I’ve taken too long to state this issue, so the best way I can summarise it is as thus: A new knife should not be dull.
With all of that out of the way, some of the tracks really stand out.
“Pale Sun” is a spacey, dry-ish and atmospheric song. It flows nicely from “Assault on East Falls” and expands without compromising itself. The songs sounds more like an exploration of sound than it does a song for its own world. For that it makes for a great closer.
“Cold-Blooded Angels” gradually builds until the band decide its time to rock out. The sounds steadily weave around each other before the song explodes and Baroness drive it as passionately and emotively as they can for the remainder. It’s one of the few times that, despite smothering, the emotive content comes through.
There are other standout tracks such as “Borderlines” and “Seasons”, but then there is “I’d do Anything”; a song that handles its subject matter well, but sounds like a melodramatic stock-standard ballad. It’s mostly on its own, however, as most of the songs are less by the numbers and better developed.
The band performance aspect, however, is always on point. In each of the fuller songs, what is audible sounds like a group of people gelling well with each other. This is a band that pulls punches and hammers down when necessary without phoning it in.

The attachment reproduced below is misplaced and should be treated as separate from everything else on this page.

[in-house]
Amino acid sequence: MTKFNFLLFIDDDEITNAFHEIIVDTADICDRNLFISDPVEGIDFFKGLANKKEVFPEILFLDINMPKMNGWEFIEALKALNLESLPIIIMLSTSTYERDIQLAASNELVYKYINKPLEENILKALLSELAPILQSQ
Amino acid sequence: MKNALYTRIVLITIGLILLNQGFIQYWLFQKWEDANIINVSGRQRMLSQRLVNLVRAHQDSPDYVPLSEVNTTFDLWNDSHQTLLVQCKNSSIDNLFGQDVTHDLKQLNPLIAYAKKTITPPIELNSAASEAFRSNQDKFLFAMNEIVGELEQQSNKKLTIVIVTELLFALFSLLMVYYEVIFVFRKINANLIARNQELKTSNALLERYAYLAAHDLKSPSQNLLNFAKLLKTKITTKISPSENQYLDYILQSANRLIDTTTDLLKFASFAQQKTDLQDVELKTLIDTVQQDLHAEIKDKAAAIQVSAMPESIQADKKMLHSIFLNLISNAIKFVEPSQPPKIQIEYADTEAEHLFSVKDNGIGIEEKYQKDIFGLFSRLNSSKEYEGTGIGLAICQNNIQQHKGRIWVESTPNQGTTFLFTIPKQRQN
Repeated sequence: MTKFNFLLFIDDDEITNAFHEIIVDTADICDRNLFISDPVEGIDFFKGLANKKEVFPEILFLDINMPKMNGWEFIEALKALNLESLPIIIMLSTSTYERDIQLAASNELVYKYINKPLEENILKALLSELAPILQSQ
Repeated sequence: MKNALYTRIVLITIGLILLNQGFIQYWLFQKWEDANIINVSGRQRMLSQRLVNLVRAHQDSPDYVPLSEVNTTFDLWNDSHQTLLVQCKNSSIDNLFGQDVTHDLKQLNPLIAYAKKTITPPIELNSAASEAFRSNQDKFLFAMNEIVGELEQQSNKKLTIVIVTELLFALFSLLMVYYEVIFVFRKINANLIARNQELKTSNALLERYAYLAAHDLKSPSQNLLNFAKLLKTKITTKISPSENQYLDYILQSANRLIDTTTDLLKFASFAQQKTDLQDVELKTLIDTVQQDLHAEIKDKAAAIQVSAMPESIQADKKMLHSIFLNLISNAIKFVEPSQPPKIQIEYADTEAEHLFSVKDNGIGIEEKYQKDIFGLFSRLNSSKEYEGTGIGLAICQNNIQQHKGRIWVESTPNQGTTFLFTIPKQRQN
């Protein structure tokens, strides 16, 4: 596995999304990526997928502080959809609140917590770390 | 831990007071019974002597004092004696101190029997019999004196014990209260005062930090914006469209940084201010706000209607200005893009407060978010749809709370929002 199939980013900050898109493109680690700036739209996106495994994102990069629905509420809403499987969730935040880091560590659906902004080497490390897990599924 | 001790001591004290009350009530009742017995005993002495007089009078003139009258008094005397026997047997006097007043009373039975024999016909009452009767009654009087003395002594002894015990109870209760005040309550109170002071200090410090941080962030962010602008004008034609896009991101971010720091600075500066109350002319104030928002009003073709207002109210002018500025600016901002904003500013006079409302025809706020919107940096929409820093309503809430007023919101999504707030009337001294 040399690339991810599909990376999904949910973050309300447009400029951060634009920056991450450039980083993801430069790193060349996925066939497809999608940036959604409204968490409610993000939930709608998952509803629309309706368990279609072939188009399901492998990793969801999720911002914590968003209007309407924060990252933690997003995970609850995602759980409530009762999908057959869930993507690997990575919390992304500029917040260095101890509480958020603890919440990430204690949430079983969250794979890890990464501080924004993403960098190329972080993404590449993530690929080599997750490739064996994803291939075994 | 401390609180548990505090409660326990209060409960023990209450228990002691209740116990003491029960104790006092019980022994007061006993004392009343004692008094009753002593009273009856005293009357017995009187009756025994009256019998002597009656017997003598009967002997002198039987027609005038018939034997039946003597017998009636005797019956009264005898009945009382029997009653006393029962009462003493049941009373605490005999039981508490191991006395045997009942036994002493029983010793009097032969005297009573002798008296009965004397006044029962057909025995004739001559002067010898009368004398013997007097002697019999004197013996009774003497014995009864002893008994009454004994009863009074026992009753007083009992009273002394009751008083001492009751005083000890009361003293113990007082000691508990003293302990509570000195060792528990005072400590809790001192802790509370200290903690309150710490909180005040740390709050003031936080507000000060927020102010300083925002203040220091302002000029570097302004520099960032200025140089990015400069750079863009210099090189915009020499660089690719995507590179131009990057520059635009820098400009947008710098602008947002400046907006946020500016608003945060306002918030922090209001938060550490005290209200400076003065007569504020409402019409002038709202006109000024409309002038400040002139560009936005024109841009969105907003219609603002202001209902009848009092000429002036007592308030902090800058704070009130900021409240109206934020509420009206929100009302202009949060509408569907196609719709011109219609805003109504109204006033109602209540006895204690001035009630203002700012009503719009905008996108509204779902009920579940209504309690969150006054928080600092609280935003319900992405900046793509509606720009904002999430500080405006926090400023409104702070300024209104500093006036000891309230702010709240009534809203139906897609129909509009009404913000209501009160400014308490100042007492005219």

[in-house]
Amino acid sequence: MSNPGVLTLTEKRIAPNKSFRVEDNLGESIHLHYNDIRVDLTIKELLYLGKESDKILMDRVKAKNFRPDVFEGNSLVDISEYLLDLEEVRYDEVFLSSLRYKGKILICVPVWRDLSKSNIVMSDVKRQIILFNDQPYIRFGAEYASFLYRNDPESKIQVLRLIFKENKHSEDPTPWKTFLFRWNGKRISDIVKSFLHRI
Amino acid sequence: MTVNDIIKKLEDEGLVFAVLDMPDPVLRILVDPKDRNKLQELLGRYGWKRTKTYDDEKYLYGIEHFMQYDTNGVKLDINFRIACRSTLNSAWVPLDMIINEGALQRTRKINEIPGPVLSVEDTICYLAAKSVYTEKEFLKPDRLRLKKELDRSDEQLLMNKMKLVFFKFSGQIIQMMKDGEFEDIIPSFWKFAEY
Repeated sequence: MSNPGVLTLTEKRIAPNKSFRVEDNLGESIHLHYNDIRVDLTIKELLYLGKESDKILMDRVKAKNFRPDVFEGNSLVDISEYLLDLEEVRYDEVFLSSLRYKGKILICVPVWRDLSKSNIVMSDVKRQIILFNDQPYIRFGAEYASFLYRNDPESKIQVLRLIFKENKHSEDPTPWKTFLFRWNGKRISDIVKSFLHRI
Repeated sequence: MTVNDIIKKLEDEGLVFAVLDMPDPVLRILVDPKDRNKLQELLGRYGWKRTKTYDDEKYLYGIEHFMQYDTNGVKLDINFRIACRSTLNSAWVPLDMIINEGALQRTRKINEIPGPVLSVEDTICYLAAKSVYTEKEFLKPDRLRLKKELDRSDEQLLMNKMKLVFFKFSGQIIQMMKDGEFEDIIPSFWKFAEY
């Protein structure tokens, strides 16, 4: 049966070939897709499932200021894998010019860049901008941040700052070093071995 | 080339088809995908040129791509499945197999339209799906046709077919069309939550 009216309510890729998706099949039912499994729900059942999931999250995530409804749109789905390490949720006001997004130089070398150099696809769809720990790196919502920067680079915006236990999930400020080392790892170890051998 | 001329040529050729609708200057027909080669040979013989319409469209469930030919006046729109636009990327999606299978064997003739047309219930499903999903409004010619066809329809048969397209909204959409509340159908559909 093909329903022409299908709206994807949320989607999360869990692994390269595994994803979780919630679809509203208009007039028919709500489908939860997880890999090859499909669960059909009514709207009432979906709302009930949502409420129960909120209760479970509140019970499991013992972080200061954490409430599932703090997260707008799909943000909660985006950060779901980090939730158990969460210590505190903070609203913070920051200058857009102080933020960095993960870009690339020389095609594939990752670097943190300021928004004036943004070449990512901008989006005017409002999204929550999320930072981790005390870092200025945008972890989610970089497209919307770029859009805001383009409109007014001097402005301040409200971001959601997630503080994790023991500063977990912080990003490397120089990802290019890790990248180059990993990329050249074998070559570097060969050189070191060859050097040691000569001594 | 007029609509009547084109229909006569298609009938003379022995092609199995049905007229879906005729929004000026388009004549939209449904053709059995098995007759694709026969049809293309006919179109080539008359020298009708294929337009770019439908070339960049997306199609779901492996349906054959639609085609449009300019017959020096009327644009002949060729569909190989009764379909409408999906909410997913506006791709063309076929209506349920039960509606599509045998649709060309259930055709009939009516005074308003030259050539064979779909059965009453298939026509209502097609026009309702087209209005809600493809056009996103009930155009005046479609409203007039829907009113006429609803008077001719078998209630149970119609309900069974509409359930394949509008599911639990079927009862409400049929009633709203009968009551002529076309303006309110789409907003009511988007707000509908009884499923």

Despite being the most recent member, Gina Gleason feels like a natural fit. She doesn’t sound out of place guitar-wise and brings a lot of strength to the vocal harmonies which helps to reduce the impact of John Dyer Baizley’s limited range.
In the past Baroness held a balance between serious and fun. At the moment they sound interested in being more weighty with their subject matter. That’s fine. The issue is that, whilst the serious leaning is acceptable, after sixty minutes of mostly overly loud songs with nigh unintelligible-sounding moments, acceptable isn’t good enough. It’s tiring.
It’s difficult to call Gold & Grey bad. Some of Baroness’ best material is on this album. It highlights their growth as a band as well as their willingness to explore. At the same time it’s a difficult album to recommend.
Gold & Grey feels like it was meant to be a double album. Maybe the band couldn’t pen enough songs for one and decided to go with what they had. If so, fair enough. Individually a lot of the songs work, but as a whole too many become forgettable and bog the album down. In conjunction with other issues, the album dragging more the longer it runs.
Of course I don’t know if the initial plans were for a double album. I wasn’t there and I doubt John Dyer Baizley would want to sit down for an interview with someone who just spent a number of paragraphs criticizing art he was part of.
At the very least Gold & Grey is worth checking out once. That should tell you enough about whether you’ll want to dig into it or leave it by the wayside.
Gold & Grey is available here.